Chris Davies, fellow Liberal Democrat MEP, has condemned the decision:

I am appalled and feel betrayed by her decision. To stand for election for the presidency one day and then resign the following day is quite unbelievable.

It is an insult to her constituents and a slap in the face for the constituents who supported her in the last European elections.

There will be some people who will regard this as quite unprincipled.

Chris Davies also poured cold water on the idea of Diana Wallis’ husband succeeding her:

He is not guaranteed to succeed her but it is likely to do so. The problem is that this will leave a very bad taste in the mouths of a lot of people.

It will serve to reinforce the ‘gravy train’ or ‘jobs for the boys’ image many people have of MEPs.

Here is Diana Wallis’ statement in full:

I have been in the European Parliament twelve years and I think that is time enough. I have thoroughly enjoyed my time and it was truly a huge privilege; especially to serve as a Vice President of Parliament for the last five years. However, I think all of us, whatever our professions, need to turn a new page from time to time.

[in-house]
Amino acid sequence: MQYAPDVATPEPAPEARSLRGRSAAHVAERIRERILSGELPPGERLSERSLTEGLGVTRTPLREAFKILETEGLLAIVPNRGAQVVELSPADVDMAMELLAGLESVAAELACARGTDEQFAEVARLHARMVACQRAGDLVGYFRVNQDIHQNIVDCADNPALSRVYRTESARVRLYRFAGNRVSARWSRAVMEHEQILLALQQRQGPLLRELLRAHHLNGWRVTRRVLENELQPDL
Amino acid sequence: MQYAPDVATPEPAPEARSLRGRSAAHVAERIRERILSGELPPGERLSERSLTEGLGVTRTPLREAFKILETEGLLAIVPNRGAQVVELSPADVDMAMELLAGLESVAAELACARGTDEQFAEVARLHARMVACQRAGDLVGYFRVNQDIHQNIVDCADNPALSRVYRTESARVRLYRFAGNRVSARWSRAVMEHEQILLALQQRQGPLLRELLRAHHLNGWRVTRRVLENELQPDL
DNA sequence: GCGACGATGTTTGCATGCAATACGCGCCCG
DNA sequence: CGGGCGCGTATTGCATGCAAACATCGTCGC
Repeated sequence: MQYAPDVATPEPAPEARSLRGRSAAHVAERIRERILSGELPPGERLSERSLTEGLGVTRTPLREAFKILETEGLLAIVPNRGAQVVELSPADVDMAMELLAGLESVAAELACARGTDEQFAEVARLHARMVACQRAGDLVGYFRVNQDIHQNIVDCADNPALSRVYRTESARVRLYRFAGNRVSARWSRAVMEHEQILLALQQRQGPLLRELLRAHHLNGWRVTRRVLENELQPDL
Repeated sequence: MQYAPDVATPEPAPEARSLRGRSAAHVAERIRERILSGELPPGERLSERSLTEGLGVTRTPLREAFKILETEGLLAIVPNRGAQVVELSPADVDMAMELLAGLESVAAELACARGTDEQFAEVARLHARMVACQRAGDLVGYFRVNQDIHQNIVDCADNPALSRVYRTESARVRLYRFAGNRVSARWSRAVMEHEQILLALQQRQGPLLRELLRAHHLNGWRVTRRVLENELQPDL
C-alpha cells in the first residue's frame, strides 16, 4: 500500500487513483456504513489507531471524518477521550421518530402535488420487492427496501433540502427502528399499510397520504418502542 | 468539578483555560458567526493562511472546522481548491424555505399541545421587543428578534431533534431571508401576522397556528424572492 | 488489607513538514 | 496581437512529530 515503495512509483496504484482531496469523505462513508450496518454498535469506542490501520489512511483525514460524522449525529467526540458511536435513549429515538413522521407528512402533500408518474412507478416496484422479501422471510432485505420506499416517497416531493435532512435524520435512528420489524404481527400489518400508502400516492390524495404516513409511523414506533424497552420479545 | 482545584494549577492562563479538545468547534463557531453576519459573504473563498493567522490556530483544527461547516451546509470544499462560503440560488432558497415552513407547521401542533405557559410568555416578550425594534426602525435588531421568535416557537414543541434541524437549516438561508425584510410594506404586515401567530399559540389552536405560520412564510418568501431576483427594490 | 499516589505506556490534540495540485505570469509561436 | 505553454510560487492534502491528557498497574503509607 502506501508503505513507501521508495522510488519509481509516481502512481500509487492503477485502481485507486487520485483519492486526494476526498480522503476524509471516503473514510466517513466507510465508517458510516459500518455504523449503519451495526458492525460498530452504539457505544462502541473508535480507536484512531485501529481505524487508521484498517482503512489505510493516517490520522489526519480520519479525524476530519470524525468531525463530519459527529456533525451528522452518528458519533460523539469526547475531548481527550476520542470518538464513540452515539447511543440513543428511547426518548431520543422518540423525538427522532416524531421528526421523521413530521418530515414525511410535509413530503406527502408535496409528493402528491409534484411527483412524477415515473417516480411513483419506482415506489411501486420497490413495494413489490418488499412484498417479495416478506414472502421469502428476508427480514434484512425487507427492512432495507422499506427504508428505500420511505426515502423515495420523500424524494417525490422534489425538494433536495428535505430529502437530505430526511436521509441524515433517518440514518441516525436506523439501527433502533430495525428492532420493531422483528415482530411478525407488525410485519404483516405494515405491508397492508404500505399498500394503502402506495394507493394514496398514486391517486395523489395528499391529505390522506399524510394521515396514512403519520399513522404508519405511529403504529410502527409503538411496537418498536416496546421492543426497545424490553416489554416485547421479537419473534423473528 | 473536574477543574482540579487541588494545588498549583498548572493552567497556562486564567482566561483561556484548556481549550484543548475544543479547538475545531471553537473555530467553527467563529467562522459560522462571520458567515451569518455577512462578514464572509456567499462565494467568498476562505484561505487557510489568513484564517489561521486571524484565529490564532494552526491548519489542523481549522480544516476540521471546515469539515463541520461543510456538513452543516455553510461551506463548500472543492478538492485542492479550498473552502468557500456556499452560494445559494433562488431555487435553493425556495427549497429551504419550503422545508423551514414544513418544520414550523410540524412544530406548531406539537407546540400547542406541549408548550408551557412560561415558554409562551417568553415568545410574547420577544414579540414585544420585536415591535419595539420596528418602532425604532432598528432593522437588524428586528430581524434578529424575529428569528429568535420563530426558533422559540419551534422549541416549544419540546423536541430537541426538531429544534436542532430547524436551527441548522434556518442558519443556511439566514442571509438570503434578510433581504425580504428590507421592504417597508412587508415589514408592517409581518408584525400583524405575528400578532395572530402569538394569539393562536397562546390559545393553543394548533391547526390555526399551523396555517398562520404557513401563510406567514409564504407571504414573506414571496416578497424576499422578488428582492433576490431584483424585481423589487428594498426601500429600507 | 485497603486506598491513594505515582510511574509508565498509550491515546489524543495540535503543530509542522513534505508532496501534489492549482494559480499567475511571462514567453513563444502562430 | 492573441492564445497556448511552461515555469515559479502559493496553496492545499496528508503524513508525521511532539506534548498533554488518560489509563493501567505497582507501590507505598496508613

At the mid-term of parliament many members come and go, so accordingly this moment following upon my unsuccessful bid for the Presidency is a good time to take stock. I undertook that bid for reasons that I deeply believe in but such a course of action is bound to lead to reflection. I want to take a break from politics and to take time and assess what next.